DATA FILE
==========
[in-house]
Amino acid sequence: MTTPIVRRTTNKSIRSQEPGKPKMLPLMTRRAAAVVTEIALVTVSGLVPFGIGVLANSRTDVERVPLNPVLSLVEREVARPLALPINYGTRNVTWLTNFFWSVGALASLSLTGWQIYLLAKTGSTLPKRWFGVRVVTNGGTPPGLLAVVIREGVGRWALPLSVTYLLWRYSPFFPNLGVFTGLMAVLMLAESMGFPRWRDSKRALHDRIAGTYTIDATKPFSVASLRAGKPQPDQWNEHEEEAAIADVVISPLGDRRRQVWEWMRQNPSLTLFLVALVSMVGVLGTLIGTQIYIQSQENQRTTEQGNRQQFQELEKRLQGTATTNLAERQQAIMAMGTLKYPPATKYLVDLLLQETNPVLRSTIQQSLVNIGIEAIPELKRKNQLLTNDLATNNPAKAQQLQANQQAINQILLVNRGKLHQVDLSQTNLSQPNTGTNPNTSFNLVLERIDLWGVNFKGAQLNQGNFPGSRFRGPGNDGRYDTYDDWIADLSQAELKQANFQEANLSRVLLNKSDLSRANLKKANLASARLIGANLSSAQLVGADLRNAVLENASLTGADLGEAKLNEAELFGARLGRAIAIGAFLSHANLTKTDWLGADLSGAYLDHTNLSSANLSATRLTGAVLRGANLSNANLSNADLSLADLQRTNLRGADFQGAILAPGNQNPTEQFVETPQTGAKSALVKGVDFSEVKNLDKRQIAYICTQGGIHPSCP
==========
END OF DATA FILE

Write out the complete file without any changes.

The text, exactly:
[in-house]
Amino acid sequence: MTTPIVRRTTNKSIRSQEPGKPKMLPLMTRRAAAVVTEIALVTVSGLVPFGIGVLANSRTDVERVPLNPVLSLVEREVARPLALPINYGTRNVTWLTNFFWSVGALASLSLTGWQIYLLAKTGSTLPKRWFGVRVVTNGGTPPGLLAVVIREGVGRWALPLSVTYLLWRYSPFFPNLGVFTGLMAVLMLAESMGFPRWRDSKRALHDRIAGTYTIDATKPFSVASLRAGKPQPDQWNEHEEEAAIADVVISPLGDRRRQVWEWMRQNPSLTLFLVALVSMVGVLGTLIGTQIYIQSQENQRTTEQGNRQQFQELEKRLQGTATTNLAERQQAIMAMGTLKYPPATKYLVDLLLQETNPVLRSTIQQSLVNIGIEAIPELKRKNQLLTNDLATNNPAKAQQLQANQQAINQILLVNRGKLHQVDLSQTNLSQPNTGTNPNTSFNLVLERIDLWGVNFKGAQLNQGNFPGSRFRGPGNDGRYDTYDDWIADLSQAELKQANFQEANLSRVLLNKSDLSRANLKKANLASARLIGANLSSAQLVGADLRNAVLENASLTGADLGEAKLNEAELFGARLGRAIAIGAFLSHANLTKTDWLGADLSGAYLDHTNLSSANLSATRLTGAVLRGANLSNANLSNADLSLADLQRTNLRGADFQGAILAPGNQNPTEQFVETPQTGAKSALVKGVDFSEVKNLDKRQIAYICTQGGIHPSCP